One last picture to end the post – from the book Beata Ruris Otia Fungis Danicis Impensa. Enjoy!
One nice thing about transitioning from ‘old guys who get fat in the winter‘ to just old guy out for a ride is that stopping to see the sights is a perfectly reasonable thing to do. I’m not in any particular hurry and if I see something I want to check out, I do.
Semi-hidden patch of flag iris. Sorry about the quality – I don’t know what was up with the cell.
A BIG white oak. I’ve known about this tree for years, but today was the first time I stopped and said hi.
I saw the Goggomobil Dart in town yesterday and popped by to make sure it was not for sale (it’s not). Out back there was a second Goggo.
Goggomobil Dart (Australian)
Goggomobil TSxxx (Bavarian)
Reduce, re-use, recycle
The title of the post comes from a zine published back in the early 70s (called -anyone? anyone?- Low and Slow) covering the wild world of hang gliding. How wild? Folks were making gliders out of Visqueen and bamboo. I mailed off for a copy – because I wanted to build one – sadly, it’s long gone, though a post here suggests I can reread all the Low and Slows on a DVD. Enough of all that – the point of the post: my bike racing (venue = triathlons) days are done – I’ve found myself wanting a bike I can just jump on and ride (comfortably). My fast but twitchy road bike does not exactly fit the bill. My old mountain bike, however…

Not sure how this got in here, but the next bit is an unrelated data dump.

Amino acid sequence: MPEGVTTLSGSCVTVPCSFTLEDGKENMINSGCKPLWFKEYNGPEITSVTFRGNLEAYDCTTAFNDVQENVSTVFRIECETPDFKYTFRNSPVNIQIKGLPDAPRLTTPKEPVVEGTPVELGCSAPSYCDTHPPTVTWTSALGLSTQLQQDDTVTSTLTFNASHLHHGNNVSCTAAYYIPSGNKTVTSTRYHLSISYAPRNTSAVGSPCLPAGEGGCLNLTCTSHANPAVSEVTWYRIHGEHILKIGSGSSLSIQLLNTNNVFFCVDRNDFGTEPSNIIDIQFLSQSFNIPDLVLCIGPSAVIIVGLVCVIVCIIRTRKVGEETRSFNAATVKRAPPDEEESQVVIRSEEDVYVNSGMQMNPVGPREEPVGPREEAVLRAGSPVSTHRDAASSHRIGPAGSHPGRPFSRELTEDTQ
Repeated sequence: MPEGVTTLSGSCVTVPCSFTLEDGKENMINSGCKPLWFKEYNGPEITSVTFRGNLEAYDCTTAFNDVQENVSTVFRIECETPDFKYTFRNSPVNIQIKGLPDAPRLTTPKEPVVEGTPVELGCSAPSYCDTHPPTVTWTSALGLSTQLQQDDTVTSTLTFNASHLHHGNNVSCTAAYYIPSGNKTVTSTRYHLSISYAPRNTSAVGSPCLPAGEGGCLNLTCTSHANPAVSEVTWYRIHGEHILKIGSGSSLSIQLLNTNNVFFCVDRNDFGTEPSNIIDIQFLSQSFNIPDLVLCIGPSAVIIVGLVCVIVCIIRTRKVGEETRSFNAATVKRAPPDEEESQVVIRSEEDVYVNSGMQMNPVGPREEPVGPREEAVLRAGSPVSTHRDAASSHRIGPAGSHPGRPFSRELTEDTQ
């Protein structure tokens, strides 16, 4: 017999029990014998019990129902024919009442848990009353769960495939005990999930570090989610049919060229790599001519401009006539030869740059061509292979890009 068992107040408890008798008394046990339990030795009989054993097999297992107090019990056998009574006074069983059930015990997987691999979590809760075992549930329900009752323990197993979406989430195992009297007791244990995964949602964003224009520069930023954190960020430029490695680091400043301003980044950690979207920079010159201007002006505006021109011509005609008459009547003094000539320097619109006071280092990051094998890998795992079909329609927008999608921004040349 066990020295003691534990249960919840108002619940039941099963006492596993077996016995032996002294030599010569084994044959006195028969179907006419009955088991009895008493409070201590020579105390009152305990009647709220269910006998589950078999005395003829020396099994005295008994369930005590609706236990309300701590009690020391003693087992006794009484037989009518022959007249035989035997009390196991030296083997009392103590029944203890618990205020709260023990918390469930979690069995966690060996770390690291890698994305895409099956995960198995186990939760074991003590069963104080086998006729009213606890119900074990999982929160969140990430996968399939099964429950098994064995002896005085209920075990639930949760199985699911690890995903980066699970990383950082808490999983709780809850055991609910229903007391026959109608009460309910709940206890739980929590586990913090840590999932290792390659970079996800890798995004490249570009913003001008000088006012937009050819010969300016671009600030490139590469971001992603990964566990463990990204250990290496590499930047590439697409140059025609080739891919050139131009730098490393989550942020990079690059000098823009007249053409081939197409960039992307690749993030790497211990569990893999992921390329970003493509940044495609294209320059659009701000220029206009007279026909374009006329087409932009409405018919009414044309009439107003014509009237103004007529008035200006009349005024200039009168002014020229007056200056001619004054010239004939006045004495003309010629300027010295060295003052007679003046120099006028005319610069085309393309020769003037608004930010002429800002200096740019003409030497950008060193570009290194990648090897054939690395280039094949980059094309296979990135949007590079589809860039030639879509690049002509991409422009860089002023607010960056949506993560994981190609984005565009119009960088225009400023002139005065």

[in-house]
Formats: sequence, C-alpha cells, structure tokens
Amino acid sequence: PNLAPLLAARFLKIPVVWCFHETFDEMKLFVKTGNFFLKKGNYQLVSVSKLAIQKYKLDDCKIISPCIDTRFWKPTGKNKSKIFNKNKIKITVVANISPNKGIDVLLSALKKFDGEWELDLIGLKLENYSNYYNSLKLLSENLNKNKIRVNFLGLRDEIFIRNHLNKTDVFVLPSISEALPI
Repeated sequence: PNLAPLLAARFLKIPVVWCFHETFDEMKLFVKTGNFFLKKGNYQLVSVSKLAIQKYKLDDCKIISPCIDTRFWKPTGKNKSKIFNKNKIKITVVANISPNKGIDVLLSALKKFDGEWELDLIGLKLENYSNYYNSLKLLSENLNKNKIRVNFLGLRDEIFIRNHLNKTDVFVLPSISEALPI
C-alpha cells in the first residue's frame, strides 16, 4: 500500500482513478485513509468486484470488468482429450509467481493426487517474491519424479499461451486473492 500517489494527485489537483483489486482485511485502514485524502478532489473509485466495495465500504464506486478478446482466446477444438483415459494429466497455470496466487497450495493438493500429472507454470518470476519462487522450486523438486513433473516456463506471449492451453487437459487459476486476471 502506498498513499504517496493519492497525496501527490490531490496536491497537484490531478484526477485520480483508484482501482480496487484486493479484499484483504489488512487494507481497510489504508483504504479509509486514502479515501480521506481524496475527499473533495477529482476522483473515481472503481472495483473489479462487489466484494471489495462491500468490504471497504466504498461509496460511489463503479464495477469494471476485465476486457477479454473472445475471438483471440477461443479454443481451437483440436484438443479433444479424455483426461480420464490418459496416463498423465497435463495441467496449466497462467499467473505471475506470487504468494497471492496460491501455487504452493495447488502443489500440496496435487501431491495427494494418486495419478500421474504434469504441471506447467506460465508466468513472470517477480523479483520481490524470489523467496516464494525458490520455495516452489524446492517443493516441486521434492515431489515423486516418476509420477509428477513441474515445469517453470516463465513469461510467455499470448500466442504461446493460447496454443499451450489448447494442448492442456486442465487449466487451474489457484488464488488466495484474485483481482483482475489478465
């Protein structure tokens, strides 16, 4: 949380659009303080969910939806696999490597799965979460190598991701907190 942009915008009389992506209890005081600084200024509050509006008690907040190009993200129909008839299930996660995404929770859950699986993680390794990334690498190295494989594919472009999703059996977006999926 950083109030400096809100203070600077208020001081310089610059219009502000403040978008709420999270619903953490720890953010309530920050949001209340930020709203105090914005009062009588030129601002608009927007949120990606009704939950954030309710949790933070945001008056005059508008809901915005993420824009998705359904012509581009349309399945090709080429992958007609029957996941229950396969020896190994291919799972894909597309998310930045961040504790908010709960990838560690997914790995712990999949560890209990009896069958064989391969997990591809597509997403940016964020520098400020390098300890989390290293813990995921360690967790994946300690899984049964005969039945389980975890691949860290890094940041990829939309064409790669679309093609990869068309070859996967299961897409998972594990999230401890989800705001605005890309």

So, let the conversion to two-wheeled Vista Cruiser begin! IMHO, there are 2 things that determine 90% of overall bike ‘feel’: frame geometry and tires. You’re not going to do much about frame geometry – about the only thing you can alter is the front fork and that costs $$$. Tires can make a surprising difference and unless you’re racing (in which case, why aren’t you running tubulars?) fatter ones than current fashion dictates are what I suggest. Here’s the bike – after the pic I’ll run through current and planned mods.
‘Fatter tires’ is relative – although they’re much thinner than the knobbies that I took off, these are fat road rubber. They’re Kenda Kwests (the 100psi variety) – a nice balance of volume and low rolling resistance. I also mounted a rear rack and put on new, longer grips – I like riding with my hands close together, as if I’m up on the flats on a drop bar. The shakedown ride today was a success – the bike rode like a dream.